As a parent of a teenager I am sure you have experienced frustration in having even a simple conversation.
Getting more than a one or two word answer from them seems to be nearly impossible! Most parents just accept this as the “teenage phase” as their adolescents are tying to assert themselves and figure out who they are.
This is, in part, accurate. But a brief study on the relationship between the brain and communication shows that something else might be going on!
We are each created with three parts to our brain:
- Reptilian Brain – this is present from birth and it’s purpose is to continually be scanning for danger and threats. It has automatic functions and never sleeps!
- Mammalian Brain – this is typically developed by age 6-7. This part of the brain sends alerts to the Reptilian brain regarding what to do when potential danger/alerts come its way. This portion of the brain helps to calm us down. This is what we tap into when we are developing coping skills. This part of the brain is very rationalizing (our actions) but not rational.
- Neo-Cortex Brain – begins to develop in later childhood and carries through to adolescence and adulthood. The purpose of this part of the brain is to modify and moderate impulse behaviors. This portion of the brain believes that it makes 90% of the daily decisions but this is wrong.
The Reptilian and Mammalian brain allows our responses to get big in order to scare the threat away or small in order to avoid the potential threat. Essentially these two portions of the brain are our default. This drives our behavior, our thoughts, our actions and our responses to people in every situation without taking into consideration that Neo-Cortex portion of our brain (which helps us function as an adolescent and adult).
The greatest threat that the Reptilian brain is scanning for is to find the answer to the question “do I belong?” What research has found is that without people, we cannot survive. We were created for relationship. Everything we SAY on a day to day basis, in any situation, is said to get one of six needs met: Belonging, Autonomy, Safety/Security, Self Expression, Purpose/Significance and Connection.
Conflict comes between people when we are not getting a need met, or when the needs we are looking to be met are different than what the other person is trying to get met. For instance, if I, as a parent, am trying to get my need for connection met and my teenager is trying to get their need for autonomy met, it could create significant conflict, even an argument!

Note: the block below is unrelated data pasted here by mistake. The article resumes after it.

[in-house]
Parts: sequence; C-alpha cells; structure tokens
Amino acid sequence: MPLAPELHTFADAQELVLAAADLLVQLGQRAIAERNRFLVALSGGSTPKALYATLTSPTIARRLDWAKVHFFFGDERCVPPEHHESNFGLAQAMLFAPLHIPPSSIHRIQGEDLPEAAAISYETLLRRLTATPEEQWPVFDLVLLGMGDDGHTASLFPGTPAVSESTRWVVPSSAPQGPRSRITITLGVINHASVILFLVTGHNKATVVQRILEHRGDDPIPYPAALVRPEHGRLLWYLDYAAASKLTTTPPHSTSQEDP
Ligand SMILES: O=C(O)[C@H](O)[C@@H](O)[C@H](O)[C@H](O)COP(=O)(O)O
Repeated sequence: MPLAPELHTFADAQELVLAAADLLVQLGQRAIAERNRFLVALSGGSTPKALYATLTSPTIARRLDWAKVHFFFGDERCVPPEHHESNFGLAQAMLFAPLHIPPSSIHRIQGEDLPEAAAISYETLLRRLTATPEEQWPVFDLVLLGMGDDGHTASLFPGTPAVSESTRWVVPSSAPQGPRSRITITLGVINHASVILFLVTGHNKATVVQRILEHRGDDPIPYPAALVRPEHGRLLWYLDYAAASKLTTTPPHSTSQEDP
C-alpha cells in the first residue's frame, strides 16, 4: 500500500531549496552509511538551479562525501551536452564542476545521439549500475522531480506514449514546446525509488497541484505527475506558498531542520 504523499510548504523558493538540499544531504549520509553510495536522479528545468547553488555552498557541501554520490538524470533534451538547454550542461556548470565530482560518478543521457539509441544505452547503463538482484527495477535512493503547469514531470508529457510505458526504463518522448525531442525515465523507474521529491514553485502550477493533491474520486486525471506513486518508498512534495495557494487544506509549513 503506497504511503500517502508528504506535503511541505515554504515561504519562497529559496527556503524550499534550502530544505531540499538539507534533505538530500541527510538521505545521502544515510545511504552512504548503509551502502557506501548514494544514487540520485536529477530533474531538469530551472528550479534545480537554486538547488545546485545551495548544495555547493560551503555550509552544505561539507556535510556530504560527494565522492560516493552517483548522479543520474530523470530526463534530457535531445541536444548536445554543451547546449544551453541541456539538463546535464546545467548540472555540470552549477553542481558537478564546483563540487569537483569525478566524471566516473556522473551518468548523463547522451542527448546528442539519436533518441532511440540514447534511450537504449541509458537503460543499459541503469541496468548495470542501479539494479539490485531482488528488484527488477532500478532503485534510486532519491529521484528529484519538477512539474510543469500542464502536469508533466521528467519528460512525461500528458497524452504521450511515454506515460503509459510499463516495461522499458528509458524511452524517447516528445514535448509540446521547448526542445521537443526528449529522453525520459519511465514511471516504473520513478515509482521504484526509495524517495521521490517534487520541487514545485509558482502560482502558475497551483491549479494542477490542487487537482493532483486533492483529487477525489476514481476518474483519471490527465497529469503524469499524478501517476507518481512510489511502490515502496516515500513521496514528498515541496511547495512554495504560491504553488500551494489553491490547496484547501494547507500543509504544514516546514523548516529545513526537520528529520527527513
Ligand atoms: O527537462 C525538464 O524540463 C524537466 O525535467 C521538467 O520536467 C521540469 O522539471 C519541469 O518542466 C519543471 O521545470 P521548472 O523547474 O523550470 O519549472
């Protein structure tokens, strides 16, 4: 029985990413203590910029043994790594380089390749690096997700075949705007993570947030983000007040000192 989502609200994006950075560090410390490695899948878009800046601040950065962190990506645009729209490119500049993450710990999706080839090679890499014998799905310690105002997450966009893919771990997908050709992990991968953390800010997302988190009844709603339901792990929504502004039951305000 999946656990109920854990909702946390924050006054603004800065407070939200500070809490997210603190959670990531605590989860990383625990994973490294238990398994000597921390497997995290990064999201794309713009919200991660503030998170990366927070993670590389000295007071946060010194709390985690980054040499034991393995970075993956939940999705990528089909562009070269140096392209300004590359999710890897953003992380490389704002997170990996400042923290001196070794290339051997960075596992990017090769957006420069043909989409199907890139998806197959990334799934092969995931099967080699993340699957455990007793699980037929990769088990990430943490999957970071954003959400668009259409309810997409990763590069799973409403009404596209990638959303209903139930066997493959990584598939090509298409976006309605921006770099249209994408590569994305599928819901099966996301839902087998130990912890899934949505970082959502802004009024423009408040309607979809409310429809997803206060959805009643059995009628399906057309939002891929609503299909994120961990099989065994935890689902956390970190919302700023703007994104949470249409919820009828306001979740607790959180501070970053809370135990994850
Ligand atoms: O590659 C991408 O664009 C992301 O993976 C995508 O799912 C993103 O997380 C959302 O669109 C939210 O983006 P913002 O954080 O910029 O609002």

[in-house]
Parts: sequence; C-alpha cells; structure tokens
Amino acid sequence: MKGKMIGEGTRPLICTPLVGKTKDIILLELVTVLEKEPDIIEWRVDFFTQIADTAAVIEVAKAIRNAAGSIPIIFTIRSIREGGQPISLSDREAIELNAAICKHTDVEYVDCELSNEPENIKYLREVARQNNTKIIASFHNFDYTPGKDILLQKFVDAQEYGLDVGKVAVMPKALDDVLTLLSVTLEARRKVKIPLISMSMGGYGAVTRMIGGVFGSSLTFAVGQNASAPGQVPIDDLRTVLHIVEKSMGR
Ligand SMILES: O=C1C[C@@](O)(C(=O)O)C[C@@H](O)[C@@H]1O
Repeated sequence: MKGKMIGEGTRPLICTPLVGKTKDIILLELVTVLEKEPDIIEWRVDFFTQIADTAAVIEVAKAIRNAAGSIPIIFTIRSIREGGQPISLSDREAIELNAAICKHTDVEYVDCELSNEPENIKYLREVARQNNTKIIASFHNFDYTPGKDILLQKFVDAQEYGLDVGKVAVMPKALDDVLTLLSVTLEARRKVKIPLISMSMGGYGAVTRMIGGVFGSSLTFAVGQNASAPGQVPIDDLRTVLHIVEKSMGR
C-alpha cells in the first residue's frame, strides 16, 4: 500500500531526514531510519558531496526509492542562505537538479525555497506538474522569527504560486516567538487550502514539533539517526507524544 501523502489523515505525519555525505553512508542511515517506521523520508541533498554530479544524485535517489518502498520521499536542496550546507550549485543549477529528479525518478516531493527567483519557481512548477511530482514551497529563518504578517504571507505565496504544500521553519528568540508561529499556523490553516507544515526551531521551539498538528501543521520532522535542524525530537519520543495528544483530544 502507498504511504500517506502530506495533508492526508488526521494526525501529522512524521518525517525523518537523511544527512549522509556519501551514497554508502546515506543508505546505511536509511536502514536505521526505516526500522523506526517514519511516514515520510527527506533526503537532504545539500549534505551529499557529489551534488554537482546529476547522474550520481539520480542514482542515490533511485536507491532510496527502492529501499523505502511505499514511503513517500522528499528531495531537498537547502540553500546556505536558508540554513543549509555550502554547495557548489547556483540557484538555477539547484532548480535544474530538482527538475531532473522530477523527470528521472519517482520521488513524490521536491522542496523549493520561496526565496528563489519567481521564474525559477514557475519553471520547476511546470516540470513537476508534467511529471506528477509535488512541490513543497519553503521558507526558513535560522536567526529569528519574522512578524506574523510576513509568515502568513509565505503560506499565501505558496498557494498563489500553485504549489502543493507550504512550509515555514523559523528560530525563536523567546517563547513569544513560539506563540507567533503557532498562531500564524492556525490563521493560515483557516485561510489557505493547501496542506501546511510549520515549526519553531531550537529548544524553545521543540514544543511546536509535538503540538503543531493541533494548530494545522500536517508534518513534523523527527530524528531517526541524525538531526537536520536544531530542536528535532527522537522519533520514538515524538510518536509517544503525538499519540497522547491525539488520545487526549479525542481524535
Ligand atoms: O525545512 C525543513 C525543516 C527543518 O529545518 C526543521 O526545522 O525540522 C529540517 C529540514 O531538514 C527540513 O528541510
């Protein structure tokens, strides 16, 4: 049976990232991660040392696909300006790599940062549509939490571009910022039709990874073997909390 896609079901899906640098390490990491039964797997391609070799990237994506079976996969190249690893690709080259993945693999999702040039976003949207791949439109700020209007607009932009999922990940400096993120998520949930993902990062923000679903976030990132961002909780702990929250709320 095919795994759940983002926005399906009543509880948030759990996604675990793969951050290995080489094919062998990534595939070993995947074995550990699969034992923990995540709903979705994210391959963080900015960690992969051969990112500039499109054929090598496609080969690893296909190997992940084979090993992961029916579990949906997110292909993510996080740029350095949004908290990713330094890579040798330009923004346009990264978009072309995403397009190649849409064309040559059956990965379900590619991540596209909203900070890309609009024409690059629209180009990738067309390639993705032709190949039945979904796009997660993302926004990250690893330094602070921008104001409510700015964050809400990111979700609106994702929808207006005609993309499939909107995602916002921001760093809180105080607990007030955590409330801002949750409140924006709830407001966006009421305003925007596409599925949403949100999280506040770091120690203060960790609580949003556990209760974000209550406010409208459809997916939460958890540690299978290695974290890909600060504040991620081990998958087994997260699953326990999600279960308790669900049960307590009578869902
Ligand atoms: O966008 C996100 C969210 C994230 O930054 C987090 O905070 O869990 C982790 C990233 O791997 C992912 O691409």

Unfortunately, when we are not getting our needs met, we scheme as to how we can get them met. Maybe it’s picking a fight, accusing, nit-picking, blaming, playing the victim, making a big deal out of something that doesn’t need to be/blowing things out of proportion, etc.
An interesting piece to this is that in conversation, arguments and conflict we often use questioning as a tactic to build our case, accuse and/or prove a point. Questions raise anxiety by 40%! Remember the bottom ⅔ of our brain is scanning for threat…a threat could be as simple as searching for the right answer to a question.
So in the mind of your teen, questions become a trap. All questions can be turned into statements. These statements reduce anxiety and allows your teen to feel safe (even in the midst of an argument!) How was your day? What did you learn? can feel very direct and asked hoping to get a specific answer/piece of information rather than seeking the heart of your teen. Tell me how your day was… Tell me what you learned… These statements allow some of our deepest needs to be met.
For the bottom ⅔ of our brain (the Reptilian and Mammalian portions), listening is one of the primary things we can do to reassure that sense of belonging. The true communication skill to learn is finding words to say that the receiving person will hear. Words are a way that we hide. When we truly listen our greatest need of belonging is being met and the walls of defense are taken down. The way that someone learns how to listen is to be listened to.
Finally, in the midst of conversation or conflict, it’s important to remember that it often doesn’t matter what the INTENT of the statement was, what matters is the effect it had on the person receiving it. Respond to the effect.
Laura Anderson, MMFT is a Marriage and Family Counselor in Nashville, TN who has worked with teenagers for 12 years. If you are in the Nashville area you can find her here